Andra Simons

14 Oct
Andra Simons

Andra Simons

Andra Simons blew me away.

The last poet to read at Poetry Swindon Festival – poetry was actually banned after him – and it felt a fitting send off.

“I heard him and thought he was special and wanted to share him,” said director, Hilda. This is the job of an artistic director as far as I’m concerned – to have impeccable taste.

Andra is from Bermuda; he yelled, he repeated words into a rhythm, he smeared facepaint all over his poetry film, he mentions LGBT issues, and showed his love for his mom.

Andra’s work could have been a tirade of bitterness. He’s the son of an illegitimate child who was called ‘the bastard’ at school – by the teachers – and it was assumed that neither Andra’s father or his offspring would amount to anything. Continue reading

Poetry publication advice

13 Oct
Nia Davies

Nia Davies of Poetry Wales

Poets, how can you get your poem in print?

Nine Arches Press and Under the Radar editor, Jane Commane, and Poetry Wales magazine editor, Nia Davies, was in conversation with poet, reviewer and lecturer, Dr Carrie Etter, at Poetry Swindon Festival.

Here’s their thoughts:

Q. How much time should a poet leave before chasing an editor regarding their poetry submission for publication?
A. Give a month longer than the time period specified by the publication. No one will penalise you for (gently) enquiring after the fate of your poem. Both Under the Radar and Poetry Wales use online process Submittable, which visibly tracks the progress of the poem with the editor. Continue reading

Dogs and cats

11 Oct

I am Dog.

It is the final day of Poetry Swindon’s festival. For an entire week, I have stood silently in the Tent-Palace of the Delicious Air, watching and listening as poets spin colours from words. Now I leave my china body and send my spirit out across the festival.


I am in the Richard Jefferies Museum. Daljit Nagra’s masterclass has begun. There is a fine table covered in sleek green leather. Daljit sits at one end, like a friendly teacher. Like a friendly headmaster.

Some of the students are established poets. Others are relatively new to the poetry world. One, in particular, feels like a pretender. The word “master” is not a term he identifies with.

Focus… Continue reading

Finale it’s happened to me

9 Oct


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Right in front of my face and it’s poetry.

The end.

I’ve lost my bloody hat but in the grand scheme of things who cares?

Writes Domestic Cherry veteran Barry Dicks from his surveillance vehicle.

I had it when I was installing my CCTV in that psychedelic tent of theirs.

I’m over the road, the Texaco Garage, in Roy’s van.

I’m in the back with my bank of 3 widescreen Bright House tellies, one blinking like a Belisha beacon.

It doesn’t make for interesting viewing but I’m watching the Festival Finale/Domestic Cherry Party which has started with a loose and wayward open-mic hosted by the cheerily sardonic Sam Loveless. Continue reading

When your mother calls you smart she doesn’t mean it as a compliment

9 Oct

Mona Arshi was really pleased to be at Poetry Swindon Festival. ‘I wanted to come here for so long,’ she said, looking around at the Tent-Palace, ‘This is beautiful.’

She brought her husband and two daughters. The older of the two also looks smiley-faced but the younger lounges on a pouffe with her coat mostly covering her face. Mums are meant to be embarrassing but when your mother is a poet who dedicates her work to you, that’s another level, ‘When your mother calls you smart she doesn’t mean it as a compliment.’ Continue reading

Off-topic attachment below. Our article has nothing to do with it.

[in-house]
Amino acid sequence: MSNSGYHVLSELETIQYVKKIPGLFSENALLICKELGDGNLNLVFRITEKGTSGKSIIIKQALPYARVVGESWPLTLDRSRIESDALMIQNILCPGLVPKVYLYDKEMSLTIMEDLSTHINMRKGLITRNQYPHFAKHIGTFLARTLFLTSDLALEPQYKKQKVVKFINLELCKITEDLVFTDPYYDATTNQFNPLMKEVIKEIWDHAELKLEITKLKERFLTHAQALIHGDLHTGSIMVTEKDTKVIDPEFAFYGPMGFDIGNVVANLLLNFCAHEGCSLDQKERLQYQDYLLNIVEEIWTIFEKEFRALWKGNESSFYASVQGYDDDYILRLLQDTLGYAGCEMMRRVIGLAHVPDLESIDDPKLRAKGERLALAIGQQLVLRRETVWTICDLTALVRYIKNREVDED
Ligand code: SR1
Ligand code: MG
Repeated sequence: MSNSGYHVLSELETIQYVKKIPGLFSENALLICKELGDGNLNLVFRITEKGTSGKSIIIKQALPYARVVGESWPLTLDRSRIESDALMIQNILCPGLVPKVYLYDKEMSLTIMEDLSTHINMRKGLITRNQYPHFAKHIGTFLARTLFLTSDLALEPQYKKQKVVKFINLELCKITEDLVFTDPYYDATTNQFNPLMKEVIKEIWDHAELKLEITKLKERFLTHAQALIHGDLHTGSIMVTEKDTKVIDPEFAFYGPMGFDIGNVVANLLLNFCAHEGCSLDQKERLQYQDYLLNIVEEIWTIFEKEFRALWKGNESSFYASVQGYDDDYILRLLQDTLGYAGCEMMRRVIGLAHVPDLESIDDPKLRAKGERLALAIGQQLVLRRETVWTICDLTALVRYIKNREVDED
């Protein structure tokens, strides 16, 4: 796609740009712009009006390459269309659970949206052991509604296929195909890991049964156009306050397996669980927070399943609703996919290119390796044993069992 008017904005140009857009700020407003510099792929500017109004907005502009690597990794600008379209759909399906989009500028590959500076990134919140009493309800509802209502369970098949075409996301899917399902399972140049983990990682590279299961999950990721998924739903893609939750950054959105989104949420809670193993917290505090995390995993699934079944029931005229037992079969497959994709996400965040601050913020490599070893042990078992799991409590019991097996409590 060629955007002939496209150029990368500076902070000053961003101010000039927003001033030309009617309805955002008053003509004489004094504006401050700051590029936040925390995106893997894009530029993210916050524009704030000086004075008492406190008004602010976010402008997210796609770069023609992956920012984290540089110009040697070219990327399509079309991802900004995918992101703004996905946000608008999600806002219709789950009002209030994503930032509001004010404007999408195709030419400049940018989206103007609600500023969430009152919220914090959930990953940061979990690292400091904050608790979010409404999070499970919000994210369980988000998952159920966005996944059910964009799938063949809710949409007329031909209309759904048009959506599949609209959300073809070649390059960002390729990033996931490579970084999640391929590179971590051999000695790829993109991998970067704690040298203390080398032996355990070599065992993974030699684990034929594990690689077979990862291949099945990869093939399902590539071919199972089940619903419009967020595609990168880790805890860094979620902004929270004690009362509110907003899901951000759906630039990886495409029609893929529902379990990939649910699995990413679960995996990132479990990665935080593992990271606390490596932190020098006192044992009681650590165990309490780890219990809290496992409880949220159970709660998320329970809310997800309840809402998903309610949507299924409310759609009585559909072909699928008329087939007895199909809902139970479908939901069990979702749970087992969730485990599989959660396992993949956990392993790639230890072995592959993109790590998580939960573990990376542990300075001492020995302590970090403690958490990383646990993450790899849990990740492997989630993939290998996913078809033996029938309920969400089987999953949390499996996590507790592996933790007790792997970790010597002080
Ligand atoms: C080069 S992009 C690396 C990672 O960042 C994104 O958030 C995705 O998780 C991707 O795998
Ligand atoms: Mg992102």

The one that didn’t get away

8 Oct

Ken Evans.jpg

Ken Evans – 2016 Battered Moons Competition Winner

I am the wastepaper basket under the desk of a tired poetry competition judge and I’m full.

I’m waiting for the black bag to come again to release me from this heavy weight of 40% hope and 60% despair that has me brimming over. 

But this time it’s different, I can sense a poem being uncrumpled, flattened out and reconsidered.

It is, of course, the winning poem and I am glad to give back for once.

Daljit Nagra hasn’t got to where he’s got to without being a disarmingly honest and funny bloke. Continue reading

‘She wasn’t an easy person to work with wasn’t Hylda’

8 Oct

That’s Hylda Baker of course.

Well it is according to Keith Hutson who staggered onto the Arts Centre stage on the wrong end of a theatrical push.

With a writing career encompassing Les Dawson skits and Coronation Street episodes and an enthusiasm as contagious as a double entendre titter, Keith read poems delighting in the days of Music Hall.

‘Tom Platt and his Talking Pond’ got an early mention, a mention that needs mentioning more often,’Tom Platt and his Talking Pond’ ponder that.

When will we hear the like again?

‘A lot of their acts were bloody awful but that made them all the better’ says Keith, whose brilliant delve into the nether regions of a simpler, more complicated, life, earned its own wolf whistles and guffaws.

There were tales of everything, from the tragic to the tremendous; Lottie Collins who literally danced herself to death, Ronnie, whistling, ‘in a state of grace’, to Marilyn Monroe.

The tragi-comic nature of Keith Hutson material coupled with faultless delivery, showcased a brilliant sequence of poems which scored a direct hit on both heart-strings and funny bone.

Keith Hutson’s Troopers took place at Swindon Arts Centre, 8 October 2016, part of Poetry Swindon Festival.
His poems have just been released in the pamphlet,
Routines, published by Poetry Salzburg.

Chronicle written by Michael Scott.